These properties remain set in the current exchange, even if the failure occurs after the given destination endpoint has finished processing. For example, consider the following route:


Now suppose that a failure happens in the foo bean. In this case the Exchange.TO_ENDPOINT property and the Exchange.FAILURE_ENDPOINT property still contain the value, http://someserver/somepath.

When a dead letter channel is performing redeliveries, it is possible to configure a Processor that is executed just before every redelivery attempt. This can be used for situations where you need to alter the message before it is redelivered.

For example, the following dead letter channel is configured to call the MyRedeliverProcessor before redelivering exchanges:

// we configure our Dead Letter Channel to invoke
// MyRedeliveryProcessor before a redelivery is
// attempted. This allows us to alter the message before
        .onRedelivery(new MyRedeliverProcessor())
        // setting delay to zero is just to make unit teting faster

Where the MyRedeliveryProcessor process is implemented as follows:

// This is our processor that is executed before every redelivery attempt
// here we can do what we want in the java code, such as altering the message
public class MyRedeliverProcessor implements Processor {

    public void process(Exchange exchange) throws Exception {
        // the message is being redelivered so we can alter it

        // we just append the redelivery counter to the body
        // you can of course do all kind of stuff instead
        String body = exchange.getIn().getBody(String.class);
        int count = exchange.getIn().getHeader(Exchange.REDELIVERY_COUNTER, Integer.class);

        exchange.getIn().setBody(body + count);

        // the maximum redelivery was set to 5
        int max = exchange.getIn().getHeader(Exchange.REDELIVERY_MAX_COUNTER, Integer.class);
        assertEquals(5, max);

Instead of using the errorHandler() interceptor in your route builder, you can define a series of onException() clauses that define different redelivery policies and different dead letter channels for various exception types. For example, to define distinct behavior for each of the NullPointerException, IOException, and Exception types, you can define the following rules in your route builder using Java DSL:

    .setHeader("messageInfo", "Oh dear! An NPE.")

    .setHeader("messageInfo", "Oh dear! Some kind of I/O exception.")

    .setHeader("messageInfo", "Oh dear! An exception.")


Where the redelivery options are specified by chaining the redelivery policy methods (as listed in Table 14.1), and you specify the dead letter channel's endpoint using the to() DSL command. You can also call other Java DSL commands in the onException() clauses. For example, the preceding example calls setHeader() to record some error details in a message header named, messageInfo.

In this example, the NullPointerException and the IOException exception types are configured specially. All other exception types are handled by the generic Exception exception interceptor. By default, Fuse Mediation Router applies the exception interceptor that most closely matches the thrown exception. If it fails to find an exact match, it tries to match the closest base type, and so on. Finally, if no other interceptor matches, the interceptor for the Exception type matches all remaining exceptions.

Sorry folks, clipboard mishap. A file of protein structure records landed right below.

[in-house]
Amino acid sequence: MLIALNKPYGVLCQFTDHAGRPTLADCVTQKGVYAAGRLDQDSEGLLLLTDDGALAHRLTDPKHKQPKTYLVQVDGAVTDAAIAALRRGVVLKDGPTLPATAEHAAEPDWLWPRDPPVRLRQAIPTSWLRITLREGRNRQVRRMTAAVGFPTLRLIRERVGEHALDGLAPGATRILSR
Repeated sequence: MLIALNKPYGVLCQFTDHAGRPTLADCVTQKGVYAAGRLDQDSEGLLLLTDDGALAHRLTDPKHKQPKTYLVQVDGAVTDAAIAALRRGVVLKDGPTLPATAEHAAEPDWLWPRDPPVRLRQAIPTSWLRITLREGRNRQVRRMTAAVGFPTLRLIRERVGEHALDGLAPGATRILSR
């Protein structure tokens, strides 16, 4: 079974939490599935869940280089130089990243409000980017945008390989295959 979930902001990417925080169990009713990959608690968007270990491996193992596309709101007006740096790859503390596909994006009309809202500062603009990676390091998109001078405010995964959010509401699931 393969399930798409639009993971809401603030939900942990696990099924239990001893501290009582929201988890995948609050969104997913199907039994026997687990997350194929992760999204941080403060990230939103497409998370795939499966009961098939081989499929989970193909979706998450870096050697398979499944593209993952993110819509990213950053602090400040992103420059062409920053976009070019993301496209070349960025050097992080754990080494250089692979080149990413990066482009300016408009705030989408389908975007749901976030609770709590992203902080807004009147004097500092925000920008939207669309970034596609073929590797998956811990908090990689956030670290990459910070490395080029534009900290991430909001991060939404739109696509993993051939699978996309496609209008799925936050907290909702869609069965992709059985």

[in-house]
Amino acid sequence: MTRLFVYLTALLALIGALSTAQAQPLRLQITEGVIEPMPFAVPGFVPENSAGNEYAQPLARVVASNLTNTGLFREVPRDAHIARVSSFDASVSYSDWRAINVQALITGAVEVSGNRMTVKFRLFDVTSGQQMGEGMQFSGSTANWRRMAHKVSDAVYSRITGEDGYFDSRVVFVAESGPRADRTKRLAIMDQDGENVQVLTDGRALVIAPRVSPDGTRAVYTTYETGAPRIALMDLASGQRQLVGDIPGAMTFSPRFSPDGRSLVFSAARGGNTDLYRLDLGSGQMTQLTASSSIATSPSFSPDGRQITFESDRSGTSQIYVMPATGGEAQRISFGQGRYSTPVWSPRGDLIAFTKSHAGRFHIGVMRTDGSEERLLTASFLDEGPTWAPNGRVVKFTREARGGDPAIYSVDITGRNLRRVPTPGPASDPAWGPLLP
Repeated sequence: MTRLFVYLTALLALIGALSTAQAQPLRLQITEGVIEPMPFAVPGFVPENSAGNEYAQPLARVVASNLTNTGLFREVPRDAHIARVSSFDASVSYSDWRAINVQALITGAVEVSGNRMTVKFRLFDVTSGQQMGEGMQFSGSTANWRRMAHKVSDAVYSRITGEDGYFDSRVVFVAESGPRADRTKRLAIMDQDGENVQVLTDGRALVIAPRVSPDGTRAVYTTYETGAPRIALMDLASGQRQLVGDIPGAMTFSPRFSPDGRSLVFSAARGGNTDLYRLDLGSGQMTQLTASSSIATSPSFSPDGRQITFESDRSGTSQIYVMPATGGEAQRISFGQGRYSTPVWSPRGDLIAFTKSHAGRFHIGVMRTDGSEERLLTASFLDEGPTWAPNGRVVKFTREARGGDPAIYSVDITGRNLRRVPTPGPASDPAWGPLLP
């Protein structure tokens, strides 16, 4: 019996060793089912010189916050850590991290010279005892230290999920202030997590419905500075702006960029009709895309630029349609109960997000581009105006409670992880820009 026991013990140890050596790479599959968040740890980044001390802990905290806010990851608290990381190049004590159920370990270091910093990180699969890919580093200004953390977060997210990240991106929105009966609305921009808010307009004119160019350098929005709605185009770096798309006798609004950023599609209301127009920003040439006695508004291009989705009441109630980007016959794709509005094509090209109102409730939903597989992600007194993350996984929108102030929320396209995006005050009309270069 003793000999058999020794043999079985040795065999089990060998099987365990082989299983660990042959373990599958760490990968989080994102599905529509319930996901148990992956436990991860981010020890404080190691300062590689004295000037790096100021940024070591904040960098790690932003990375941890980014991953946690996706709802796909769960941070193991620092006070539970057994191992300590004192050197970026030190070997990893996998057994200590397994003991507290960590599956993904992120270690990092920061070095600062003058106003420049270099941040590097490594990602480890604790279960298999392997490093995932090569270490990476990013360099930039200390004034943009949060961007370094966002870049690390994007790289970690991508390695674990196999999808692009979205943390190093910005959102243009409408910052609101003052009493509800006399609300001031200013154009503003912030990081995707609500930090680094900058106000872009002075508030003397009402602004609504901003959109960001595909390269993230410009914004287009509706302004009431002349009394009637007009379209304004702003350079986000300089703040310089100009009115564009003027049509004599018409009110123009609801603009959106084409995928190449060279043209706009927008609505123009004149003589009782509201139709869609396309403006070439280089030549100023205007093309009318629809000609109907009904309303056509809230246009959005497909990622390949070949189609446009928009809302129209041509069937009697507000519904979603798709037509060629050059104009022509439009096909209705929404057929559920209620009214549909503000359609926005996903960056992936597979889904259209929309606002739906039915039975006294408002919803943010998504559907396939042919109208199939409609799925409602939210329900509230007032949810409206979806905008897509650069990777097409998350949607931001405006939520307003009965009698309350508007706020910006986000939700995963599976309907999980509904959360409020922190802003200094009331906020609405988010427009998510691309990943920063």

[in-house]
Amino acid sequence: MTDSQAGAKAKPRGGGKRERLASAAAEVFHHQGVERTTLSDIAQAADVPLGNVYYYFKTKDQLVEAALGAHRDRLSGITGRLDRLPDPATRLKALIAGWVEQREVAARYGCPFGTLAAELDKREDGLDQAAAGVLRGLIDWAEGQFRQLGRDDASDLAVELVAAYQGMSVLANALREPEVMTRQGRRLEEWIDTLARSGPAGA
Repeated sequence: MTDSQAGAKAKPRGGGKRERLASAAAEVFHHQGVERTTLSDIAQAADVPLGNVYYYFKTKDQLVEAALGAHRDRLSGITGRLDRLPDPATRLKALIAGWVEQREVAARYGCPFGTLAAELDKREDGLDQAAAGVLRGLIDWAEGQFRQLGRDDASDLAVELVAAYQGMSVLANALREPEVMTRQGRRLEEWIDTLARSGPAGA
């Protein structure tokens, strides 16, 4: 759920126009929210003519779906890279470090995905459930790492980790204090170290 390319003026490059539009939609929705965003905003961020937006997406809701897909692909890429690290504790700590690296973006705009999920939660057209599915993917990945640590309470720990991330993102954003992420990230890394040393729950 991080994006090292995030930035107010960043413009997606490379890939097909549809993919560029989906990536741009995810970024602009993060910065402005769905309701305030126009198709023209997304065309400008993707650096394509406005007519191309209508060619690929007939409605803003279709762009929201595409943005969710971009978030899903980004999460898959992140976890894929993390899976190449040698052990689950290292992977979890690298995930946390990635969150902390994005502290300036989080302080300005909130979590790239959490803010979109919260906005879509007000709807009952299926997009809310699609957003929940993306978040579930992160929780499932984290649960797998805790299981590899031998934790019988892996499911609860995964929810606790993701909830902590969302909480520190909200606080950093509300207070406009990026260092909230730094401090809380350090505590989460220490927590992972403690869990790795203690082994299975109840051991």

In ActiveMQ, message persistence is enabled by default. From version 5 onwards, ActiveMQ uses the AMQ message store as the default persistence mechanism. There are several different approaches you can use to enabe message persistence in ActiveMQ.

The simplest option (different from Figure 14.4) is to enable persistence in a central broker and then connect to that broker using a reliable protocol. After a message is been sent to the central broker, delivery to consumers is guaranteed. For example, in the Fuse Mediation Router configuration file, META-INF/spring/camel-context.xml, you can configure the ActiveMQ component to connect to the central broker using the OpenWire/TCP protocol as follows:

<beans ... >
  <bean id="activemq" class="org.apache.activemq.camel.component.ActiveMQComponent">
    <property name="brokerURL" value="tcp://somehost:61616"/>

If you prefer to implement an architecture where messages are stored locally before being sent to a remote endpoint (similar to Figure 14.4), you do this by instantiating an embedded broker in your Fuse Mediation Router application. A simple way to achieve this is to use the ActiveMQ Peer-to-Peer protocol, which implicitly creates an embedded broker to communicate with other peer endpoints. For example, in the camel-context.xml configuration file, you can configure the ActiveMQ component to connect to all of the peers in group, GroupA, as follows:

<beans ... >
  <bean id="activemq" class="org.apache.activemq.camel.component.ActiveMQComponent">
    <property name="brokerURL" value="peer://GroupA/broker1"/>

Where broker1 is the broker name of the embedded broker (other peers in the group should use different broker names). One limiting feature of the Peer-to-Peer protocol is that it relies on IP multicast to locate the other peers in its group. This makes it unsuitable for use in wide area networks (and in some local area networks that do not have IP multicast enabled).